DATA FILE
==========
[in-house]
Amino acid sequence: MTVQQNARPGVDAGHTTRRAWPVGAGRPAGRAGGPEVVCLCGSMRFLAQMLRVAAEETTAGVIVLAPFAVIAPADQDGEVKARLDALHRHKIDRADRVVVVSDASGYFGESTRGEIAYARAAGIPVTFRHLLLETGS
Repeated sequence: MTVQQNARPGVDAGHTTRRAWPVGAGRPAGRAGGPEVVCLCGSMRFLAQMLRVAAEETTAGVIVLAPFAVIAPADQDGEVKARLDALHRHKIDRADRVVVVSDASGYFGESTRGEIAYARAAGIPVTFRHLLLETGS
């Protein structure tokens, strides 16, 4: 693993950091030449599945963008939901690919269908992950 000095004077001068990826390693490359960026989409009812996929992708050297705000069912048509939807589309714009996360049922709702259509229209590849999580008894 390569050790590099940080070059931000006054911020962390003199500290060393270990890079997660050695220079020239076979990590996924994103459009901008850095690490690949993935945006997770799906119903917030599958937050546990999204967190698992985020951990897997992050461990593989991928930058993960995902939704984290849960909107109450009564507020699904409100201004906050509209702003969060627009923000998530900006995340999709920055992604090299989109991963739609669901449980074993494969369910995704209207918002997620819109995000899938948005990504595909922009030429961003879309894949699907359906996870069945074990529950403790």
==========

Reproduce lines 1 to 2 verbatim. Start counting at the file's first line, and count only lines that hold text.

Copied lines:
[in-house]
Amino acid sequence: MTVQQNARPGVDAGHTTRRAWPVGAGRPAGRAGGPEVVCLCGSMRFLAQMLRVAAEETTAGVIVLAPFAVIAPADQDGEVKARLDALHRHKIDRADRVVVVSDASGYFGESTRGEIAYARAAGIPVTFRHLLLETGS